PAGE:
# Physics 834: Problem Set #10

Here are some hints, suggestions, and comments on the assignment. Remember to keep track of the amount of time you spend doing the (entire) assignment and record this number on your problem solution.

• 27-Nov-2011 --- added more suggestions to problem 1
• 25-Nov-2011 --- Original version.

1. Quantum mechanical spherical well.
1. You don't need to re-derive the radial part of the Laplacian (although it won't hurt :), but show how it can be transformed with the given potential to be the equation for spherical Bessel functions. What is the difference in the equation between when r is less than R and greater than R? How does this change the solution to the equation? Be sure to note the general solution in each region and why one of the two terms in each must have zero coefficient. (If the wave function is to be normalizable, what are the conditions at the origin and as r goes to infinity?)
2. This is completely analogous to solving the square well problem in one dimension. Use the matching conditions to determine possible eigenvalues. But it won't be in the form asked for: use the recursion relations (which you can find in either text --- be careful that signs are different for the two types of spherical Bessel functions) to show that you get Equation (3).
3. The l=0 and l=1 representations of the spherical Bessel functions, including the modified Bessel functions, can be referenced directly in some cases in Mathematica, but in all cases can be defined in terms of the ordinary Bessel functions. I recommend doing this. Look up "Bessel function" in the "Documentation Center" under Help and use the formulas given in Arfken or Lea. Since α=10 is given, this is just a numerical problem, so you can use FindRoot. But always plot the function first, so you know what root you are trying to find (don't assume there is only one bound state!).
2. Damped oscillator Green's function by division-of-region.
1. To apply the division-of-region method, we need to solve the homogeneous equation in each region (t < t' and t' < t) with the relevant boundary conditions and then match the solutions at t = t'. This is supposed to be a physical Green's function, so it is the causal response at time t to an impulse force at time t'. Before the force is applied, what do you expect the response to be? The response is damped and the driving impulse is only given at t', so what do you expect for the response at large times? We'll find this same Green's function by a transform method in class (following section C.3 in Lea, so look here), so you should know where you are heading!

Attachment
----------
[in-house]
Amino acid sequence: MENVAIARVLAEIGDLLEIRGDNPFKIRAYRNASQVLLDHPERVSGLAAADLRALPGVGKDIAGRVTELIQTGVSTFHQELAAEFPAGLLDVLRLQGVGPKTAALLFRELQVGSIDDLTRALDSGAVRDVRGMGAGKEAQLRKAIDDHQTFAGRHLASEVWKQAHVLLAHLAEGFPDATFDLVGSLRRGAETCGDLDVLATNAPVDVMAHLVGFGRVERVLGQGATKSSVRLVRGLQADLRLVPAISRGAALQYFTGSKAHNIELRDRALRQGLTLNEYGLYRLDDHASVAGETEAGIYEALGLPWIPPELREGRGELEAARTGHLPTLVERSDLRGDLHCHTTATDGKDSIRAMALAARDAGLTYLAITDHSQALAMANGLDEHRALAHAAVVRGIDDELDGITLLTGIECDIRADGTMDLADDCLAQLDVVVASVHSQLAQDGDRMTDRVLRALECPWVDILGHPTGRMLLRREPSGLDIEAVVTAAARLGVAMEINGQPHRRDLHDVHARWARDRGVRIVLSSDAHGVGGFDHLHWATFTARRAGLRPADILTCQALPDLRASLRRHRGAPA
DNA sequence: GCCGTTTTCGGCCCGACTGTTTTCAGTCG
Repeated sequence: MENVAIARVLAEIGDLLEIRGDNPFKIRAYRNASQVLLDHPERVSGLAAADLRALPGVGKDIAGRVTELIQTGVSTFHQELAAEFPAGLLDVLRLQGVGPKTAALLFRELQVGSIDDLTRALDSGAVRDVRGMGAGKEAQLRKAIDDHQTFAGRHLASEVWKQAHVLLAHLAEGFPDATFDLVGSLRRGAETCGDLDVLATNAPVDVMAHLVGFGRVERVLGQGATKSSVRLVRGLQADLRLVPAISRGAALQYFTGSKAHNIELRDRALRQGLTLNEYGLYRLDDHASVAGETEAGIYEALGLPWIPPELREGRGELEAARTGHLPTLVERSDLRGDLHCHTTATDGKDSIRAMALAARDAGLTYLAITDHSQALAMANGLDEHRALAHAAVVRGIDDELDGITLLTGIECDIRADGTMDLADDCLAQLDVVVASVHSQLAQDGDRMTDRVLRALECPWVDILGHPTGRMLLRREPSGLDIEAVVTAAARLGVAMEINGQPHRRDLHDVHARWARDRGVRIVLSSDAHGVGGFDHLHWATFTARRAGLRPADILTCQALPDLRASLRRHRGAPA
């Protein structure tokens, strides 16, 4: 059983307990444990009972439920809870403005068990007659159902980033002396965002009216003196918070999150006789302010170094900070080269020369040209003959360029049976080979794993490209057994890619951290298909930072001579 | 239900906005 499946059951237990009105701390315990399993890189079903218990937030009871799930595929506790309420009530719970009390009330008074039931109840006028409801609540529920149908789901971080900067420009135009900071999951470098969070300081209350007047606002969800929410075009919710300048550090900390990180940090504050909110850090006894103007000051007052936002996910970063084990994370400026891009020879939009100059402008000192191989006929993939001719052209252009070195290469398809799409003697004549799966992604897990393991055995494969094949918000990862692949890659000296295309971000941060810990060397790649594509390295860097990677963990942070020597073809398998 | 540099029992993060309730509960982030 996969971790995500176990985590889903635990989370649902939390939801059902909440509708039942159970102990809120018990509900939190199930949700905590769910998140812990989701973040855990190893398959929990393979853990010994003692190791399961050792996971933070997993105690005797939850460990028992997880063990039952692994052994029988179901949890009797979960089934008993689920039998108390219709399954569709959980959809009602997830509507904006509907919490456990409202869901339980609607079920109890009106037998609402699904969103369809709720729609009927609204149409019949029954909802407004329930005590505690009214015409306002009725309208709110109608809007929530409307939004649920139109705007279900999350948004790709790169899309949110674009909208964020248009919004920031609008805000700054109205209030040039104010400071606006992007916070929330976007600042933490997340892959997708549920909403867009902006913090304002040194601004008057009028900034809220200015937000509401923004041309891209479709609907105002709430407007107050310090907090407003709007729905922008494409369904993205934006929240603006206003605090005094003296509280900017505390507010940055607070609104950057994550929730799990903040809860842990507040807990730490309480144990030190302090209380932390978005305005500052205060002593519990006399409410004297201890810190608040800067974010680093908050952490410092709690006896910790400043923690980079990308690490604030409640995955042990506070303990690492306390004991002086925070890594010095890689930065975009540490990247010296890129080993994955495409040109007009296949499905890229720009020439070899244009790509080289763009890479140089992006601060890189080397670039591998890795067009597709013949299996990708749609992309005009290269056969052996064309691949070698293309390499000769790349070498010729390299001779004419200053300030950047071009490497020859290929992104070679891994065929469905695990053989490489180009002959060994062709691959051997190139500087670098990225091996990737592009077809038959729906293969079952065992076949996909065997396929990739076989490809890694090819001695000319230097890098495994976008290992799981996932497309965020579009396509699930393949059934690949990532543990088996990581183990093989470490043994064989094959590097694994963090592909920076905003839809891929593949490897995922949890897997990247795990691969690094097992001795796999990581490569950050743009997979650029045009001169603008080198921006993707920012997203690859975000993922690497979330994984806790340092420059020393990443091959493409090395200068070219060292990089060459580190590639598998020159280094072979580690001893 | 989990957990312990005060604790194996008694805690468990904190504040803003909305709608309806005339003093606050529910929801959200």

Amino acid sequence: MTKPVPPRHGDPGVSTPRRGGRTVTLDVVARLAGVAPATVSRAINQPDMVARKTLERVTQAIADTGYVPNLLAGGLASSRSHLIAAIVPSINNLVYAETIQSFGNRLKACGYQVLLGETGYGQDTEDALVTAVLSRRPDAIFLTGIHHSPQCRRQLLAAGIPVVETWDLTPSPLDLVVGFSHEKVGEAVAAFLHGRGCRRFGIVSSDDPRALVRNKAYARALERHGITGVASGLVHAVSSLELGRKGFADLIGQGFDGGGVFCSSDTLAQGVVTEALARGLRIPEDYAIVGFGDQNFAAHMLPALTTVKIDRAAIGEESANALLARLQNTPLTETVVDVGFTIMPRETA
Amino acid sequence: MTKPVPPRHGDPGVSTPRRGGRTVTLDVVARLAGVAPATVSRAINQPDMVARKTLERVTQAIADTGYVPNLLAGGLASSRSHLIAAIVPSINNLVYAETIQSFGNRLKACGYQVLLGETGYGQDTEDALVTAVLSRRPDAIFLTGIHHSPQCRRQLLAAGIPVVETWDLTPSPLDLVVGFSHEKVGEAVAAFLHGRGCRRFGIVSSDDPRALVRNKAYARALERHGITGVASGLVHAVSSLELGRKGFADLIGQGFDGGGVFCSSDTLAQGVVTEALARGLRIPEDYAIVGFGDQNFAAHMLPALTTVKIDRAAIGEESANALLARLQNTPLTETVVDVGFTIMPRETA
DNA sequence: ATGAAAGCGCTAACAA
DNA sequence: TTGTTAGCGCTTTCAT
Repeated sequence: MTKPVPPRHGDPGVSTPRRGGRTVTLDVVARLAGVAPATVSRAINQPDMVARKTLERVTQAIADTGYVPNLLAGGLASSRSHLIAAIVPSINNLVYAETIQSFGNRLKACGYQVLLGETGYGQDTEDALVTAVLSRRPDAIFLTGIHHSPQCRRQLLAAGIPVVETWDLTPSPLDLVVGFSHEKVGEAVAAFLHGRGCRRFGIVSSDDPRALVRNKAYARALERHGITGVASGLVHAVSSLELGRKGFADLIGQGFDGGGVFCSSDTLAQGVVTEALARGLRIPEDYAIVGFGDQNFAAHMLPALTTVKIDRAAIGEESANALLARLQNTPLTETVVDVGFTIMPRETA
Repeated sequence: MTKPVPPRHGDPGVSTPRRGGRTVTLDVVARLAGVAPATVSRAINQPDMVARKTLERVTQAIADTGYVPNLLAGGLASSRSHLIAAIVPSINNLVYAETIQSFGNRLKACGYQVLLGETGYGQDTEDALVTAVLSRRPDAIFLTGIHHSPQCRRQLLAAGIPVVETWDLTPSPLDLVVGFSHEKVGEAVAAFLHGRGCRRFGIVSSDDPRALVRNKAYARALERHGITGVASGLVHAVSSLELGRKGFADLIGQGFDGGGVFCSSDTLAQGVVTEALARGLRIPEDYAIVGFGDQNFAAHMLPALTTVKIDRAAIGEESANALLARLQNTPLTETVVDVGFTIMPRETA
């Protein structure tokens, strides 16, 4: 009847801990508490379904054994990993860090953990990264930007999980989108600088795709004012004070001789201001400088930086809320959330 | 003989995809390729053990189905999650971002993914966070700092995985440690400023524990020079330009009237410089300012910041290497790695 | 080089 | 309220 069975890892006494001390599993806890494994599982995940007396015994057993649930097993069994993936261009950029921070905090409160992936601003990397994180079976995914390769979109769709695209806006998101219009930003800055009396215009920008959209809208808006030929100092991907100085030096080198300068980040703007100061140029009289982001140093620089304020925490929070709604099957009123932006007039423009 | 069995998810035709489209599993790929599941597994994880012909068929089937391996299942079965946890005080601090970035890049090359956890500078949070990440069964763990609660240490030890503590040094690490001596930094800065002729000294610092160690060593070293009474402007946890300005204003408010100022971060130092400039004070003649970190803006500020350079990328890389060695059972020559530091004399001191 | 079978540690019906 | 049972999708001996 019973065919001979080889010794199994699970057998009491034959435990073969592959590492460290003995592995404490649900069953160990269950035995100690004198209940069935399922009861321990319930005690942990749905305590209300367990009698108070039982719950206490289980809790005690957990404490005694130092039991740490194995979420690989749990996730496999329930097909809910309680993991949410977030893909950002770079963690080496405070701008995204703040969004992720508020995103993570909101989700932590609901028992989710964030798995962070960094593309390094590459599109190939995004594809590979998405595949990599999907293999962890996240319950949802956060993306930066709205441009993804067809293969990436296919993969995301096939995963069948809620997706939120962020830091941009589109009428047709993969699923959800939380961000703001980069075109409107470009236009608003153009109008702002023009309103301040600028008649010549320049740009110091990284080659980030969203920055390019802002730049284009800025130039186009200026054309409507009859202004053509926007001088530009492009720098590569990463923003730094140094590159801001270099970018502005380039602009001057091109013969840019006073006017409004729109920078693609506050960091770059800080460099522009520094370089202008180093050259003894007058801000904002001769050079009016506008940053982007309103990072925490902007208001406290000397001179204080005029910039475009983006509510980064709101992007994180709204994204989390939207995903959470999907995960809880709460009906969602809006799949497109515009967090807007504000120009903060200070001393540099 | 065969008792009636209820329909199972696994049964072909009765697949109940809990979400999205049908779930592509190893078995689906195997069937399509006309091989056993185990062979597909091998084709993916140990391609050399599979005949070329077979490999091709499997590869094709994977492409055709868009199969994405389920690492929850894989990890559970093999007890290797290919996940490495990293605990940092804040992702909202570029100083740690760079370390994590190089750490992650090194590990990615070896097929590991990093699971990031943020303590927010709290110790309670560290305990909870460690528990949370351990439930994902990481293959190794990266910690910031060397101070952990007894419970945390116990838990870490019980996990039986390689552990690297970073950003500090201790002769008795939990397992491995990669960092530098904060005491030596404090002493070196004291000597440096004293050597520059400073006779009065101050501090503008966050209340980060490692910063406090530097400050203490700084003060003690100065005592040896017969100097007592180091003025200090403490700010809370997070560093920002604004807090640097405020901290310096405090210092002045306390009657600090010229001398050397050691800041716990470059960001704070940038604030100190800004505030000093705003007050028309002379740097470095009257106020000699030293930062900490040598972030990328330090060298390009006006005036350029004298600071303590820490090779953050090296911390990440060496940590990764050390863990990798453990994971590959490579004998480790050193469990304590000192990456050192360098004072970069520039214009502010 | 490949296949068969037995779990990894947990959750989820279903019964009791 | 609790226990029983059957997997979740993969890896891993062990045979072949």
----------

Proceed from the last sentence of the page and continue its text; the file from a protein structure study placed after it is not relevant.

2. Here we just plug in the force into the usual integral of the Green's function (like the examples). You are encouraged to do this with Mathematica, including making a plot with sample values of the parameters. Don't forget to include Assumptions and any HeavisideTheta functions!
3. Neumann Green's function for one-d Helmholtz equation. (This was formerly given for the Poisson equation, which had problems.) You should be able to follow the lecture 18 notes, just changing the boundary conditions for each of the methods. Look at the "Green's functions, Part I" notebook on the Mathematica examples page for a guide to making the plot. An easy check of your two Green's functions is just to evaluate them directly for some test x and x' values and see if you get the same result. Don't forget the constant term in the expansion method!
4. Green's function for the diffusion problem.
1. What are the boundary conditions at t=0 and as t goes to infinity?
2. Plot your answer at various different times to see if it behaves as expected (a spreading gaussian).
5. Dirichlet Green's function for Poisson's equation. Section C.7 is relevant here. What orientations of the hemispheres do the two choices of angles represent? Use the easier one to do the third part.